#5: If you keep getting the message to meet a teacher, persevere even if there are some difficulties. Pay attention to synchronicities, what you have been asking for, and what is going on in your life at the time.

Tip #6: Don’t go in with fantasy expectations i.e. be willing to meet the Teacher without an idea of how it should go. If you feel some resistance, inquire as to whether it is coming from your intuition or from your ego — the ego is usually a defensive voice in your head, while the intuition communicates through a feeling in the body or the heart center.

#7: Once you feel like you’ve met your Teacher, be patient. They are not here to teach according your expectations and you will often face inner complexes that aren’t comfortable. Stay the course.

# 8: Change isn’t easy. What you gain is in direct proportion to what you give to your spiritual practice, to letting-go of what no longer serves you, and through willingness to follow the wisdom of your Teacher.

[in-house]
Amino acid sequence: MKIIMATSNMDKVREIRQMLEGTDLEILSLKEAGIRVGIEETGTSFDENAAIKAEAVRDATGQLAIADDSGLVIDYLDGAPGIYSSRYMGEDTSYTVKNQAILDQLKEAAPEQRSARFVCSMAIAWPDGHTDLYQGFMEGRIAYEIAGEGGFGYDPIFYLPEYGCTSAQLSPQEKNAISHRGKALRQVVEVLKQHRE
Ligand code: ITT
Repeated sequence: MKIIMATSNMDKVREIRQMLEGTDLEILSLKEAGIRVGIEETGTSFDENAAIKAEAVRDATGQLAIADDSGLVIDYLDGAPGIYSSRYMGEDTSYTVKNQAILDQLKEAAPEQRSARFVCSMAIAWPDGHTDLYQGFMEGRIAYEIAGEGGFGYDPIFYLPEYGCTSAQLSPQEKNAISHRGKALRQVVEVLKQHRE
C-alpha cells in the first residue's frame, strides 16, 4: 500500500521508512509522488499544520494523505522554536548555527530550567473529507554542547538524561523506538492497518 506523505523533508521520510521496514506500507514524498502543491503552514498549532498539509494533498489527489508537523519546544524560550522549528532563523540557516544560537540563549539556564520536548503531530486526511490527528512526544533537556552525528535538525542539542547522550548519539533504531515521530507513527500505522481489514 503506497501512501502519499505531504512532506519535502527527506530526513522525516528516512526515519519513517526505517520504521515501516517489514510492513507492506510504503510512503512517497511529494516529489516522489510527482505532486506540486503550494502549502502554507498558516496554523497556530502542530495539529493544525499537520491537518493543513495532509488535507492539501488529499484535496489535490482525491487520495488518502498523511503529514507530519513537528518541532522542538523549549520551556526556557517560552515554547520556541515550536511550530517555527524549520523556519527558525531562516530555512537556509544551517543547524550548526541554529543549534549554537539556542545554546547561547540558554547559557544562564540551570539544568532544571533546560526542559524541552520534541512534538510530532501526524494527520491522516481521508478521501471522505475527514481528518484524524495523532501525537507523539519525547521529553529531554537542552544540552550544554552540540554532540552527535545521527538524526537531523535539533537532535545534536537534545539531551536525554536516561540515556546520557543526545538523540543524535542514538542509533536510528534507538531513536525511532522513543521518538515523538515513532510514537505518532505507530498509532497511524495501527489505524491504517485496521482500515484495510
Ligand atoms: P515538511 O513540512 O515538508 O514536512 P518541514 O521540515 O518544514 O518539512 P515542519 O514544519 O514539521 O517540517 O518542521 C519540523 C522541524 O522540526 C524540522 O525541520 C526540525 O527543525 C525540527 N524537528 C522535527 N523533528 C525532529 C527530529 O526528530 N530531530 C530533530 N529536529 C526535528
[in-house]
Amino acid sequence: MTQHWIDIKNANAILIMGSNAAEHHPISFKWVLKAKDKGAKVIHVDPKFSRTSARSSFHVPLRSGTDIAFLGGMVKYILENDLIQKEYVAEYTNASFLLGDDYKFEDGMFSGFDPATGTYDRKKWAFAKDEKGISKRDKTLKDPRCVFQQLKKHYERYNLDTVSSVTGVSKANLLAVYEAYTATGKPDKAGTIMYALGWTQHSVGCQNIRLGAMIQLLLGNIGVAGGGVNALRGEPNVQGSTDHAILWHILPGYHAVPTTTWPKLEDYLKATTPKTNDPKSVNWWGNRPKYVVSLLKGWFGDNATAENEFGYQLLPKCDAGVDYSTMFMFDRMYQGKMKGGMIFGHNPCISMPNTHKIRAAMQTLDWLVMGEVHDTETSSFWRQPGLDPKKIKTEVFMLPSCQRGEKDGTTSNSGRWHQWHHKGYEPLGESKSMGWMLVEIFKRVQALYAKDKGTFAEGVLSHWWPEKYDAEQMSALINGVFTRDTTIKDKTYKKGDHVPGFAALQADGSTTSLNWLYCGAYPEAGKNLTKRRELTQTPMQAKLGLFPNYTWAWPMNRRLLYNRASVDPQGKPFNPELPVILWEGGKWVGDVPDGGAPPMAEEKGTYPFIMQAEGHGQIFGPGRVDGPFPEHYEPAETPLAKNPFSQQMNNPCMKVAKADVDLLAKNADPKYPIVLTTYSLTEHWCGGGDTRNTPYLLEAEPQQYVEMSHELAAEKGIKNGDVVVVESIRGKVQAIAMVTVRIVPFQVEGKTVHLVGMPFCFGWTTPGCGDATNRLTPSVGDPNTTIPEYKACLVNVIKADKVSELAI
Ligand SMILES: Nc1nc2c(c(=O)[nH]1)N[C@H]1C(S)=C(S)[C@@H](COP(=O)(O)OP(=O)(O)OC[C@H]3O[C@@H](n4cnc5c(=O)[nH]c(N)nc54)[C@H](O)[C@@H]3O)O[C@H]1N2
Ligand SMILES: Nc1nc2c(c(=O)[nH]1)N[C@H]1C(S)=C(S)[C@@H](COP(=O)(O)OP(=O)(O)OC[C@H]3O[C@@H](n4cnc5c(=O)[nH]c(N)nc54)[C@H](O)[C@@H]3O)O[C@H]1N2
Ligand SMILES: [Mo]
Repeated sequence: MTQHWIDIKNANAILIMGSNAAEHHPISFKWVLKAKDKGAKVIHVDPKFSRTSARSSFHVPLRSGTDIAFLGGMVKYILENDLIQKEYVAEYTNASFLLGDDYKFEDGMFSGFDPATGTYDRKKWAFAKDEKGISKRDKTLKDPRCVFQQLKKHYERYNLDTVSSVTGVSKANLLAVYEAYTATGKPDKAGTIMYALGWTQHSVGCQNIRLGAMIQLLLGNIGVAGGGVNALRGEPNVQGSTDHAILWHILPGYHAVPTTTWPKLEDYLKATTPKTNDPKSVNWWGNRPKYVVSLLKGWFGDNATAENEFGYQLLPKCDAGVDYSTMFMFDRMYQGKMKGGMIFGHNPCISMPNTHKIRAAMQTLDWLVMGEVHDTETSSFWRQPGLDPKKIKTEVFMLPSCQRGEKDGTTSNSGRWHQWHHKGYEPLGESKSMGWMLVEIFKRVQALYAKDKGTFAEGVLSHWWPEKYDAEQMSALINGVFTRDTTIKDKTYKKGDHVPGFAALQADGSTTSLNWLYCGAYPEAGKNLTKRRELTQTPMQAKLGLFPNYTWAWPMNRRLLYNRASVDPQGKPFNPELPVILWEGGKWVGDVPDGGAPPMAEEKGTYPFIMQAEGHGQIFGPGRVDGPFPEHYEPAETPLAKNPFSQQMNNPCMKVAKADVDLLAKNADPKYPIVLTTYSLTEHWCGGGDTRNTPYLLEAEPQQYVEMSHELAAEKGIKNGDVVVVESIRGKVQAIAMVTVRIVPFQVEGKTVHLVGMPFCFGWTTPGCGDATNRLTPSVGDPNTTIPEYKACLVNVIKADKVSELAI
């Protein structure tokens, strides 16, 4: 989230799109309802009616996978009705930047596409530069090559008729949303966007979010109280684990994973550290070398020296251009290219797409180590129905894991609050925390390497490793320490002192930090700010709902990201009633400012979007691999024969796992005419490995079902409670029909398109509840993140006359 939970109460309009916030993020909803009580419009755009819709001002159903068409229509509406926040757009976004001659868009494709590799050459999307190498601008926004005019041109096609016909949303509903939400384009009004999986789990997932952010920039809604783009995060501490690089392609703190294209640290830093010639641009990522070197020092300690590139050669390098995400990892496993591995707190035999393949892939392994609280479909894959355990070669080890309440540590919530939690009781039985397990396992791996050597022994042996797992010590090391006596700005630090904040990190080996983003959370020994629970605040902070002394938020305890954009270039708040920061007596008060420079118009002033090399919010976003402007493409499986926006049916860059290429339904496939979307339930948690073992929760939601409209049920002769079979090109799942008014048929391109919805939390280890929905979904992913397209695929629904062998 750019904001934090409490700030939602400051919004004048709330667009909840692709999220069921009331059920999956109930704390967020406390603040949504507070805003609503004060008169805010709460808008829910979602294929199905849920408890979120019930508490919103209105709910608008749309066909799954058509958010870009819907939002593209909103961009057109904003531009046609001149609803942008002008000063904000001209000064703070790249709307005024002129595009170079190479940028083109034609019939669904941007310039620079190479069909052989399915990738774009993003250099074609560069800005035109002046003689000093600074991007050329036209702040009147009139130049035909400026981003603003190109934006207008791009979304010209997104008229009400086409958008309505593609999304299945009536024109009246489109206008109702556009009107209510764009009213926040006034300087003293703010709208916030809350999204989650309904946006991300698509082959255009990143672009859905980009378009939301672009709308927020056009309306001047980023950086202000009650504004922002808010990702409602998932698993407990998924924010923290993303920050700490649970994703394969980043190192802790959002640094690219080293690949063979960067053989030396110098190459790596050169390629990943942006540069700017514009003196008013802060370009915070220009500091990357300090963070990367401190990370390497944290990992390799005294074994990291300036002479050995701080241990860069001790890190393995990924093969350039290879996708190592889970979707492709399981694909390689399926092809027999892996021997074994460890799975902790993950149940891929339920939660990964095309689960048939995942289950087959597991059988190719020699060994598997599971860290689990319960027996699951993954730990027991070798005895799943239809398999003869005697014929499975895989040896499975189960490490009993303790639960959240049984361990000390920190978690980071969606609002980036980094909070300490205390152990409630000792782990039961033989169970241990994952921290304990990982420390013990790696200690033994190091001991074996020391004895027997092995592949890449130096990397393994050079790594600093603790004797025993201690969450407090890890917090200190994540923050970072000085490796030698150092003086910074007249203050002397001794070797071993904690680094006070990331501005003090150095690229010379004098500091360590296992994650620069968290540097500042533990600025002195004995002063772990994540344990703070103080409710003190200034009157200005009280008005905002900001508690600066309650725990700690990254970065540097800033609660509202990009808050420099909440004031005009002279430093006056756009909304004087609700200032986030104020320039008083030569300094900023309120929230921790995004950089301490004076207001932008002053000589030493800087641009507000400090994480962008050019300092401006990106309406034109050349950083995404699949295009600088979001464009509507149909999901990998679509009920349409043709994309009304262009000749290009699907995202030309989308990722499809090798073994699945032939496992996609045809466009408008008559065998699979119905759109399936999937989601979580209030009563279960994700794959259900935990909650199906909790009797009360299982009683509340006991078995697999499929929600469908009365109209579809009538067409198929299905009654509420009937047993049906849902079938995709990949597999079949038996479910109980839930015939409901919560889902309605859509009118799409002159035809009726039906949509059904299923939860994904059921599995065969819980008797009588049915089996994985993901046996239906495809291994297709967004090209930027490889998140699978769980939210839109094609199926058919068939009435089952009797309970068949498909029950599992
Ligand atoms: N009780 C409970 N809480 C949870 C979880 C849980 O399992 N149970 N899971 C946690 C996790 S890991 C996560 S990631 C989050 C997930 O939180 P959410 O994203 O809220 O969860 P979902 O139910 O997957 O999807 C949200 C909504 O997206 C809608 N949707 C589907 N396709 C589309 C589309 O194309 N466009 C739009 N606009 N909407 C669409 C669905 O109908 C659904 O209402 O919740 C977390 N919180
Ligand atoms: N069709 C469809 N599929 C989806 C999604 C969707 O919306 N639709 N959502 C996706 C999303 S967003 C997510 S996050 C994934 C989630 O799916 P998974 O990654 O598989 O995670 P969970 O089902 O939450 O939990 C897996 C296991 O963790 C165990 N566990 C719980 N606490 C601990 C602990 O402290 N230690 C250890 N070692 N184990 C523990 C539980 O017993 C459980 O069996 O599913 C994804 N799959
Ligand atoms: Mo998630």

#9: There is no magical pill to swallow, but that doesn’t mean that there’s no medicine to be found. You will naturally help others as you receive the medicine of your Teacher and allow yourself to heal and evolve — just trust.

#10: Your Teacher is out there waiting to guide you to the source of your own consciousness and teach you how to live from that place. Be willing to test everything through your own practice as you discover the joys of walking a spiritual path with an authentic Teacher.